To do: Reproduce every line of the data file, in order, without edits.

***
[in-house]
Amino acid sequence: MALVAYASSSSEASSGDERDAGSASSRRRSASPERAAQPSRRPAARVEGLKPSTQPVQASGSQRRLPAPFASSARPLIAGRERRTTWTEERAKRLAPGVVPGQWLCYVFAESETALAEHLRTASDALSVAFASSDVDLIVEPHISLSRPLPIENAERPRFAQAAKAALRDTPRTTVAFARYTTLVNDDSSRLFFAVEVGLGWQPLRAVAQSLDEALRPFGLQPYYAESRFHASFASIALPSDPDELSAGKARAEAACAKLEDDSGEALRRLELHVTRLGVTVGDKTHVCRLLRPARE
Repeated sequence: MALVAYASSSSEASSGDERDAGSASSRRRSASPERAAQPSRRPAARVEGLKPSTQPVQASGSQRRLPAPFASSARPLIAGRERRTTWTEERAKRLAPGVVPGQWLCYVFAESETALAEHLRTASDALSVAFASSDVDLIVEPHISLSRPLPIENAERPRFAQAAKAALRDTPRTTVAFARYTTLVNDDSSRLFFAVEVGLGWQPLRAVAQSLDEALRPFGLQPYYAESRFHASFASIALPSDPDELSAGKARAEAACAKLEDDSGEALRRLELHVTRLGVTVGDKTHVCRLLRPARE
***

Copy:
[in-house]
Amino acid sequence: MALVAYASSSSEASSGDERDAGSASSRRRSASPERAAQPSRRPAARVEGLKPSTQPVQASGSQRRLPAPFASSARPLIAGRERRTTWTEERAKRLAPGVVPGQWLCYVFAESETALAEHLRTASDALSVAFASSDVDLIVEPHISLSRPLPIENAERPRFAQAAKAALRDTPRTTVAFARYTTLVNDDSSRLFFAVEVGLGWQPLRAVAQSLDEALRPFGLQPYYAESRFHASFASIALPSDPDELSAGKARAEAACAKLEDDSGEALRRLELHVTRLGVTVGDKTHVCRLLRPARE
Repeated sequence: MALVAYASSSSEASSGDERDAGSASSRRRSASPERAAQPSRRPAARVEGLKPSTQPVQASGSQRRLPAPFASSARPLIAGRERRTTWTEERAKRLAPGVVPGQWLCYVFAESETALAEHLRTASDALSVAFASSDVDLIVEPHISLSRPLPIENAERPRFAQAAKAALRDTPRTTVAFARYTTLVNDDSSRLFFAVEVGLGWQPLRAVAQSLDEALRPFGLQPYYAESRFHASFASIALPSDPDELSAGKARAEAACAKLEDDSGEALRRLELHVTRLGVTVGDKTHVCRLLRPARE